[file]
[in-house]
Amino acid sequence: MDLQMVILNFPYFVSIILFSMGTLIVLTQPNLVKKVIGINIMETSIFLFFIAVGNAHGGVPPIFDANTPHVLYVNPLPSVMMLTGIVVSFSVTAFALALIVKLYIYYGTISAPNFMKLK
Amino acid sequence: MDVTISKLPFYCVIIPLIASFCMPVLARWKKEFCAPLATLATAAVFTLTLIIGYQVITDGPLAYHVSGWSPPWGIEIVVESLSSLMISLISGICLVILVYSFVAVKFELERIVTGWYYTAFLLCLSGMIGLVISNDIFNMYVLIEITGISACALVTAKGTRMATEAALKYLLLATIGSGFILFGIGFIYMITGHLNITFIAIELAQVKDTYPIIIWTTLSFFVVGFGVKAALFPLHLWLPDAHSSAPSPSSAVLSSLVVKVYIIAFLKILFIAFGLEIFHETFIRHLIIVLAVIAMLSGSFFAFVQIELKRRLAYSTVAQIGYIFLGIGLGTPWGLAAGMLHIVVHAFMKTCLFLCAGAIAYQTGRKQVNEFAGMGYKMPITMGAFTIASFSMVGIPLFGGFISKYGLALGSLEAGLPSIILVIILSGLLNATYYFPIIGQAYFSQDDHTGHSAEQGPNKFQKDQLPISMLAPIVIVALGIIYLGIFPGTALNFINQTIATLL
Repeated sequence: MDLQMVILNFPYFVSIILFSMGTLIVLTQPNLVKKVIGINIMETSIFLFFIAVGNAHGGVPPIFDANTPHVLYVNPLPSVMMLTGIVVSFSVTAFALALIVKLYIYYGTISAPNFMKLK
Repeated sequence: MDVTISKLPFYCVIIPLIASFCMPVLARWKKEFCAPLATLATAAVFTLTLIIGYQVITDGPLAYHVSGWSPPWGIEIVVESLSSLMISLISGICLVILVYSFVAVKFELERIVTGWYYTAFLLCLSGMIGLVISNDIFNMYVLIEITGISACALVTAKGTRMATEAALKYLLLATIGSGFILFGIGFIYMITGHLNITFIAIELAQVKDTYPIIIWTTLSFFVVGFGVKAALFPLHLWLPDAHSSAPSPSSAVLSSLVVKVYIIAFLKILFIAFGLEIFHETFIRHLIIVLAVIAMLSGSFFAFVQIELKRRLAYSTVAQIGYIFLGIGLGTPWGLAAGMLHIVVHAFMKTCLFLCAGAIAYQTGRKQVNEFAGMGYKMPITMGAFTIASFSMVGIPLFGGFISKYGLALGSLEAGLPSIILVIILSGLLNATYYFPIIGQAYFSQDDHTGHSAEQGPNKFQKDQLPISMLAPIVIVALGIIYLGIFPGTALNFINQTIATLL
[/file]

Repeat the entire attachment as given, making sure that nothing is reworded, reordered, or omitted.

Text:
[in-house]
Amino acid sequence: MDLQMVILNFPYFVSIILFSMGTLIVLTQPNLVKKVIGINIMETSIFLFFIAVGNAHGGVPPIFDANTPHVLYVNPLPSVMMLTGIVVSFSVTAFALALIVKLYIYYGTISAPNFMKLK
Amino acid sequence: MDVTISKLPFYCVIIPLIASFCMPVLARWKKEFCAPLATLATAAVFTLTLIIGYQVITDGPLAYHVSGWSPPWGIEIVVESLSSLMISLISGICLVILVYSFVAVKFELERIVTGWYYTAFLLCLSGMIGLVISNDIFNMYVLIEITGISACALVTAKGTRMATEAALKYLLLATIGSGFILFGIGFIYMITGHLNITFIAIELAQVKDTYPIIIWTTLSFFVVGFGVKAALFPLHLWLPDAHSSAPSPSSAVLSSLVVKVYIIAFLKILFIAFGLEIFHETFIRHLIIVLAVIAMLSGSFFAFVQIELKRRLAYSTVAQIGYIFLGIGLGTPWGLAAGMLHIVVHAFMKTCLFLCAGAIAYQTGRKQVNEFAGMGYKMPITMGAFTIASFSMVGIPLFGGFISKYGLALGSLEAGLPSIILVIILSGLLNATYYFPIIGQAYFSQDDHTGHSAEQGPNKFQKDQLPISMLAPIVIVALGIIYLGIFPGTALNFINQTIATLL
Repeated sequence: MDLQMVILNFPYFVSIILFSMGTLIVLTQPNLVKKVIGINIMETSIFLFFIAVGNAHGGVPPIFDANTPHVLYVNPLPSVMMLTGIVVSFSVTAFALALIVKLYIYYGTISAPNFMKLK
Repeated sequence: MDVTISKLPFYCVIIPLIASFCMPVLARWKKEFCAPLATLATAAVFTLTLIIGYQVITDGPLAYHVSGWSPPWGIEIVVESLSSLMISLISGICLVILVYSFVAVKFELERIVTGWYYTAFLLCLSGMIGLVISNDIFNMYVLIEITGISACALVTAKGTRMATEAALKYLLLATIGSGFILFGIGFIYMITGHLNITFIAIELAQVKDTYPIIIWTTLSFFVVGFGVKAALFPLHLWLPDAHSSAPSPSSAVLSSLVVKVYIIAFLKILFIAFGLEIFHETFIRHLIIVLAVIAMLSGSFFAFVQIELKRRLAYSTVAQIGYIFLGIGLGTPWGLAAGMLHIVVHAFMKTCLFLCAGAIAYQTGRKQVNEFAGMGYKMPITMGAFTIASFSMVGIPLFGGFISKYGLALGSLEAGLPSIILVIILSGLLNATYYFPIIGQAYFSQDDHTGHSAEQGPNKFQKDQLPISMLAPIVIVALGIIYLGIFPGTALNFINQTIATLL